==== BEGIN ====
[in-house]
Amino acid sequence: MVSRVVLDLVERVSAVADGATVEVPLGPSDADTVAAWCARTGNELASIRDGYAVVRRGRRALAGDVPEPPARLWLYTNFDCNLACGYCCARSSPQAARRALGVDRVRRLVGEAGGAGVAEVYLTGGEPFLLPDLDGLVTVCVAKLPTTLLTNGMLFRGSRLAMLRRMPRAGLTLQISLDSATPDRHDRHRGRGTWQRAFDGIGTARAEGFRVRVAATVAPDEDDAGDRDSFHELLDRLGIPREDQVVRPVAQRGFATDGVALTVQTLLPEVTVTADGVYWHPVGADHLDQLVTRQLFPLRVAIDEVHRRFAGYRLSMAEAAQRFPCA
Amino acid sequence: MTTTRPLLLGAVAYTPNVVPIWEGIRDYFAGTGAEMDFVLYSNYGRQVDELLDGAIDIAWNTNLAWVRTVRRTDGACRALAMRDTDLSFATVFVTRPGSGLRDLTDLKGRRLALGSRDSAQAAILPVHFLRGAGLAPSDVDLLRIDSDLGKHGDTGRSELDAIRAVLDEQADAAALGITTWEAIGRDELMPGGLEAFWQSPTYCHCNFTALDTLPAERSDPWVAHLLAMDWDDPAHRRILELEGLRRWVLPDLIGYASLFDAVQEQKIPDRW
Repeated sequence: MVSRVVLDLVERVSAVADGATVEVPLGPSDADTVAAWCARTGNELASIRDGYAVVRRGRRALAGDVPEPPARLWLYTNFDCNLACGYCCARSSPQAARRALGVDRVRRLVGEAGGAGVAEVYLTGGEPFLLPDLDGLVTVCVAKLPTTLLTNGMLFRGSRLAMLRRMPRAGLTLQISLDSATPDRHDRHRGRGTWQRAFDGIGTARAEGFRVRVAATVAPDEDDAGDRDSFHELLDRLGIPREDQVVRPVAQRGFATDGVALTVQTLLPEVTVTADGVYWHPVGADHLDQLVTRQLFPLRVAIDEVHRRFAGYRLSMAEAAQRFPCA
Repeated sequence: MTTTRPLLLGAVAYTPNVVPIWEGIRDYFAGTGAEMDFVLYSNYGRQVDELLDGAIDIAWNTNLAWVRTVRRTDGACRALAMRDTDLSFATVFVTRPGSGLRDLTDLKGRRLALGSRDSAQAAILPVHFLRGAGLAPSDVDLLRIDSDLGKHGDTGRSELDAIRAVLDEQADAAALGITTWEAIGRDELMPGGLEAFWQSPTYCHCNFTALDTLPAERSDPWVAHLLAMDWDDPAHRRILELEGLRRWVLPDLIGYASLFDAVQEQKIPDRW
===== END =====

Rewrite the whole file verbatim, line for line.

[in-house]
Amino acid sequence: MVSRVVLDLVERVSAVADGATVEVPLGPSDADTVAAWCARTGNELASIRDGYAVVRRGRRALAGDVPEPPARLWLYTNFDCNLACGYCCARSSPQAARRALGVDRVRRLVGEAGGAGVAEVYLTGGEPFLLPDLDGLVTVCVAKLPTTLLTNGMLFRGSRLAMLRRMPRAGLTLQISLDSATPDRHDRHRGRGTWQRAFDGIGTARAEGFRVRVAATVAPDEDDAGDRDSFHELLDRLGIPREDQVVRPVAQRGFATDGVALTVQTLLPEVTVTADGVYWHPVGADHLDQLVTRQLFPLRVAIDEVHRRFAGYRLSMAEAAQRFPCA
Amino acid sequence: MTTTRPLLLGAVAYTPNVVPIWEGIRDYFAGTGAEMDFVLYSNYGRQVDELLDGAIDIAWNTNLAWVRTVRRTDGACRALAMRDTDLSFATVFVTRPGSGLRDLTDLKGRRLALGSRDSAQAAILPVHFLRGAGLAPSDVDLLRIDSDLGKHGDTGRSELDAIRAVLDEQADAAALGITTWEAIGRDELMPGGLEAFWQSPTYCHCNFTALDTLPAERSDPWVAHLLAMDWDDPAHRRILELEGLRRWVLPDLIGYASLFDAVQEQKIPDRW
Repeated sequence: MVSRVVLDLVERVSAVADGATVEVPLGPSDADTVAAWCARTGNELASIRDGYAVVRRGRRALAGDVPEPPARLWLYTNFDCNLACGYCCARSSPQAARRALGVDRVRRLVGEAGGAGVAEVYLTGGEPFLLPDLDGLVTVCVAKLPTTLLTNGMLFRGSRLAMLRRMPRAGLTLQISLDSATPDRHDRHRGRGTWQRAFDGIGTARAEGFRVRVAATVAPDEDDAGDRDSFHELLDRLGIPREDQVVRPVAQRGFATDGVALTVQTLLPEVTVTADGVYWHPVGADHLDQLVTRQLFPLRVAIDEVHRRFAGYRLSMAEAAQRFPCA
Repeated sequence: MTTTRPLLLGAVAYTPNVVPIWEGIRDYFAGTGAEMDFVLYSNYGRQVDELLDGAIDIAWNTNLAWVRTVRRTDGACRALAMRDTDLSFATVFVTRPGSGLRDLTDLKGRRLALGSRDSAQAAILPVHFLRGAGLAPSDVDLLRIDSDLGKHGDTGRSELDAIRAVLDEQADAAALGITTWEAIGRDELMPGGLEAFWQSPTYCHCNFTALDTLPAERSDPWVAHLLAMDWDDPAHRRILELEGLRRWVLPDLIGYASLFDAVQEQKIPDRW